The Triton is one of the best-value options for the pragmatic Ute buyer, but it has to work hard against some sharp competition. See how it handles put to the on-road and off-road test.

Taking it to the road

Driving the Triton daily is a positive and painless experience. With well tuned suspension, typical firmness in the rear end. Steering is tight, and the turning circle is impressively small. The engine purrs along at around 2,000rpm on the highway, quiet and smooth. Puree the pedal, and the gearbox and engine work together to give you a solid punch of torque pretty quickly. With relatively standard engine size 2.4 litres, beyond the spec-sheet, this one feels like it punches well above its weight.

Loading up the GLS model with about 800 kilograms of weight in the tray, and the performance didn’t change much overall. The steering didn’t wonder or become vague, and the helper leaf in the rear suspension worked quite well.

Having the extra flexibility of being able to run 2WD and 4WD on-road via the ‘Super Select II’ centre differential is also quite handy, for situations like rough fast dirt or slick bitumen where traction might slip up here or there. Then, you can lock the centre differential in high or low range to ensure an even share of drive between front and rear.

Taking the triton Off-road.

Off-road, the Triton GLS is a good starting point for some decent capability. Good ground clearance of 205mm underneath and a 30-degree approach angle means you can get into some fairly technical terrain with the stock setup. The departure angle is something you’d want to be conscious of: 22 degrees could see you scraping the rear end if you aren’t careful.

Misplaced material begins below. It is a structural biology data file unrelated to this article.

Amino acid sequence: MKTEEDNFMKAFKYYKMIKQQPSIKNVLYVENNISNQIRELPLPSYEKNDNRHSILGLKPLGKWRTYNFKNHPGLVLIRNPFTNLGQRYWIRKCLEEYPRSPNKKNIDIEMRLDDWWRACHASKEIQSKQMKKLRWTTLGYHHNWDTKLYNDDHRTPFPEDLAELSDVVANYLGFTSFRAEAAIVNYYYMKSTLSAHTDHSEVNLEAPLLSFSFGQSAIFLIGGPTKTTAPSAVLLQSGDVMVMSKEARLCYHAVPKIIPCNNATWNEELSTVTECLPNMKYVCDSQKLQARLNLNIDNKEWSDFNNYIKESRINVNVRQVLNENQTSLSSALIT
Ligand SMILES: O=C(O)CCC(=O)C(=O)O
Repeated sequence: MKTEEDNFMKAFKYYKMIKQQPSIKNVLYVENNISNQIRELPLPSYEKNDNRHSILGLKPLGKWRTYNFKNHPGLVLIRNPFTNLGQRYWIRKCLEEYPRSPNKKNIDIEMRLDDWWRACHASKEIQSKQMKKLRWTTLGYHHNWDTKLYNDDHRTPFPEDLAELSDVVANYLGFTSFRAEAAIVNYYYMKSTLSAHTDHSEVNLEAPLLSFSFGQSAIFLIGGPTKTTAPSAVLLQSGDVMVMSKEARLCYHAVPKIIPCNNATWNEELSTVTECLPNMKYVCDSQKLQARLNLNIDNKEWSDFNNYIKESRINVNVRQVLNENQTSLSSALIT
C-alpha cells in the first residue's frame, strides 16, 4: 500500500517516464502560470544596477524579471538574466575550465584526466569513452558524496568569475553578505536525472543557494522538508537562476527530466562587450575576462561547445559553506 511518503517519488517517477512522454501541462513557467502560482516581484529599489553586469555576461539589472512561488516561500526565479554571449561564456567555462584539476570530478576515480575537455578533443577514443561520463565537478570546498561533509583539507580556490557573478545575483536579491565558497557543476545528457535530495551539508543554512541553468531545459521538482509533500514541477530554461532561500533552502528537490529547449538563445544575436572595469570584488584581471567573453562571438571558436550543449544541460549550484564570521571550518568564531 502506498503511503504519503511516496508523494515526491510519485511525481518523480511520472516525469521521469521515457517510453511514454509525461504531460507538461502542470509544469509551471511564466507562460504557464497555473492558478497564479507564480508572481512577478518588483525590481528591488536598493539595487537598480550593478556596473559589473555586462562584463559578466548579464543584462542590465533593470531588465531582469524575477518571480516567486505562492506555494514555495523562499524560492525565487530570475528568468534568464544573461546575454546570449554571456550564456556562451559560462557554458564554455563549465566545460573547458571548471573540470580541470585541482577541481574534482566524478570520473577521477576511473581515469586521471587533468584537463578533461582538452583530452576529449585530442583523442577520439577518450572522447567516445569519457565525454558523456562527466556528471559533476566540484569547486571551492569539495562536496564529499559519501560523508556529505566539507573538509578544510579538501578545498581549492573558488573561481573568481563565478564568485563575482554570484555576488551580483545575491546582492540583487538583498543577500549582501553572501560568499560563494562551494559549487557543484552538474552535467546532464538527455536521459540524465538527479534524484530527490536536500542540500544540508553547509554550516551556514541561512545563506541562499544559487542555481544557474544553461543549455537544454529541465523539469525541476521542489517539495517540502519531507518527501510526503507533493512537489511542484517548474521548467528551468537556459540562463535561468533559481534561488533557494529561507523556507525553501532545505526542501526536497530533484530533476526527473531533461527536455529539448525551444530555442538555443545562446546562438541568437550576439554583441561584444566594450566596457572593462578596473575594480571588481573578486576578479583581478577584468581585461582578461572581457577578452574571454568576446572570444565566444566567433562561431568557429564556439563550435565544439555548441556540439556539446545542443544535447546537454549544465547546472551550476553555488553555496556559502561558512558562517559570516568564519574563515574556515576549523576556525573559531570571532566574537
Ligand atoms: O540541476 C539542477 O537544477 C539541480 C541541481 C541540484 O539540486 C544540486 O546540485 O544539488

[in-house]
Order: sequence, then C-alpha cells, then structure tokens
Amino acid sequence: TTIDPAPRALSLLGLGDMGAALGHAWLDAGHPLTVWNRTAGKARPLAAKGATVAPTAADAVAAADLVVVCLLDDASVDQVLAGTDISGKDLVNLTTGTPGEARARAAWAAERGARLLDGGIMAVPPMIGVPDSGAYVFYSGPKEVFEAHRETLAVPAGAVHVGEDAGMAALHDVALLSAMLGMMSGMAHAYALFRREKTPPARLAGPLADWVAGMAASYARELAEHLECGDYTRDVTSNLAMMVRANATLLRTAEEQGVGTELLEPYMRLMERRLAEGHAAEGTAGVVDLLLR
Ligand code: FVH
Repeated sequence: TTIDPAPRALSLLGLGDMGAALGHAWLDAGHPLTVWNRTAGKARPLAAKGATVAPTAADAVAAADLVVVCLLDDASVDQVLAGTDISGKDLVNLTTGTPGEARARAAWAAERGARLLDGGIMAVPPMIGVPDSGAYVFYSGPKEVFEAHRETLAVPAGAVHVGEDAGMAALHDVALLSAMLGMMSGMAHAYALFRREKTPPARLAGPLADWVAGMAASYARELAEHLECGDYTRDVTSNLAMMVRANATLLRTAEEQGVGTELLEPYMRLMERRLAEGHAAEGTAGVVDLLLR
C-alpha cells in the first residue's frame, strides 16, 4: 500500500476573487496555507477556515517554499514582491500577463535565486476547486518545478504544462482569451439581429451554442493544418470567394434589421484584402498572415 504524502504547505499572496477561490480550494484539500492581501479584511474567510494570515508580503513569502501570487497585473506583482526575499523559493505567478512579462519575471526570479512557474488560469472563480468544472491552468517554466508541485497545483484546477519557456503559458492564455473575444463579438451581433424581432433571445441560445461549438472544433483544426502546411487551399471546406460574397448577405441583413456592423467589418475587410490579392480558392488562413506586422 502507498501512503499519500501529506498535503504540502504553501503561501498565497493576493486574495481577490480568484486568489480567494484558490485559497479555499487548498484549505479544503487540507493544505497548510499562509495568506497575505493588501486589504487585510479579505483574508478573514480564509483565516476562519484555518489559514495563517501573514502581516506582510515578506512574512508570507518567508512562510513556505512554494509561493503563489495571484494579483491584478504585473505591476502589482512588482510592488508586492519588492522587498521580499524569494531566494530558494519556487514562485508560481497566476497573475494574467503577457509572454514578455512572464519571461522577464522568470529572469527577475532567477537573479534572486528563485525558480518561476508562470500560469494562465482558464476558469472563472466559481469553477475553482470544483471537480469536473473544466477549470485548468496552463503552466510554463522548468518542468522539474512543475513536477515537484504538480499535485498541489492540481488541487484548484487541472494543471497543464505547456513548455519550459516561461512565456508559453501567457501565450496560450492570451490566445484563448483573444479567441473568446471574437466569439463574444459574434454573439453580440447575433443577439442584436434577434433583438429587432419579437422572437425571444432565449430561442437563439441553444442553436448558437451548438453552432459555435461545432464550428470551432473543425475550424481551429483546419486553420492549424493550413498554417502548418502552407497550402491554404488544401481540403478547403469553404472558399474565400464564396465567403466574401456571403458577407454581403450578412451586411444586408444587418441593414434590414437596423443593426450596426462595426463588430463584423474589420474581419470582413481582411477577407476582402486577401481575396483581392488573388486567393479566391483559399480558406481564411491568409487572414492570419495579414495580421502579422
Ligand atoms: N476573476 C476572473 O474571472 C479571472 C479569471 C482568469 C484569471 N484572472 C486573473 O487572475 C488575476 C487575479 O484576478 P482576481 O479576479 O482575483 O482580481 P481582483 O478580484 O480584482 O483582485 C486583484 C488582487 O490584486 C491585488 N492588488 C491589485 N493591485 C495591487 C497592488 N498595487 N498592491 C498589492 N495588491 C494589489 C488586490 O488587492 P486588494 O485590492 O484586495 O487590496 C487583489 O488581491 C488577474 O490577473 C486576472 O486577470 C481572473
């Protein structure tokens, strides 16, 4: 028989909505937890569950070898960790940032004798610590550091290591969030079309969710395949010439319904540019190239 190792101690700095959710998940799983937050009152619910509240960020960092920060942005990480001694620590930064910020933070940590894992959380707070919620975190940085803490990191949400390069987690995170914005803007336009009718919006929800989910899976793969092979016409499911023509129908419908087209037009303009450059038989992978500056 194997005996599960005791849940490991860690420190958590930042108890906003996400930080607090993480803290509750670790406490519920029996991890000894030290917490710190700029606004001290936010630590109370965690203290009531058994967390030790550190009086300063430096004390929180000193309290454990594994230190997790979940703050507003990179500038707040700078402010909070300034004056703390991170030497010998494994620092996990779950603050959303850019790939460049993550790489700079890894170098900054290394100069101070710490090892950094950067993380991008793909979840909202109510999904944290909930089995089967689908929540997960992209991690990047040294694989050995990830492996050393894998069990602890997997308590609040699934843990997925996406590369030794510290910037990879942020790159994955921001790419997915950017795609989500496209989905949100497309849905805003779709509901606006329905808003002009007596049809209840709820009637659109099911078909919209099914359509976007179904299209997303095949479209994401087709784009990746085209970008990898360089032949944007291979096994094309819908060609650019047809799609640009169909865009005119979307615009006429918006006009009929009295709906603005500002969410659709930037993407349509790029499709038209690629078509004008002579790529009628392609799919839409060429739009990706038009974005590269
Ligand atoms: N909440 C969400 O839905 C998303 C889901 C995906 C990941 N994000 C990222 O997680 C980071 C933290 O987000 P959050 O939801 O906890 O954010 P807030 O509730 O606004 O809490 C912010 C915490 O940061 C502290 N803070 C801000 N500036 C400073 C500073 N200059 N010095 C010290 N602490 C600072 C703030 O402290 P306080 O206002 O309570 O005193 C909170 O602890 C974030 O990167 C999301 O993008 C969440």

The wheelbase on the Triton is a little shorter than other Utes, giving it a good turning circle; but the rear overhang suffers. Everything underneath is tucked up quite nicely for off-road work, along with a decent 2mm pressed steel bash plate.

 

Taking a look inside the Triton

The interior of the Triton is better then what you would expect in most Utes. It is reassuringly solid and well put together. The big change in the interior is the new infotainment unit, which is excellent. Android Auto and Apple CarPlay means it’s BYO maps via your phone, but the maps are slick and very easy to use. Well-bolstered cloth seats are quite good, as are the ergonomics inside the cab.

The Triton does a good job of providing a combination of both good second-row passenger space and a good-sized tray. What does suffer here is the rear overhang. There is plenty of tray aft of the rear diff, which can negatively affect the way the car drives. It’s not a huge problem; but something that it pays to be aware of. Just don’t be that guy who goes way over their GVM and GCM, and then wonder why their chassis starts bending.

The Verdict

The pessimist would call the Triton a Jack of all trades. It’s flashy, advanced technology features, powerful and comfortable all built into one. Safe to say it is very competent across the board.

The Triton doesn’t have the bigger engines and performance figures of other utes; nor does it have as much off-road clearance. But it’s a ute without any obvious weaknesses. The engine performs well. And where the Triton really beats all competitors is price.

 

View all Mitsubishi Triton Demonstrators –> HERE

Sourced: Unsealed 4X4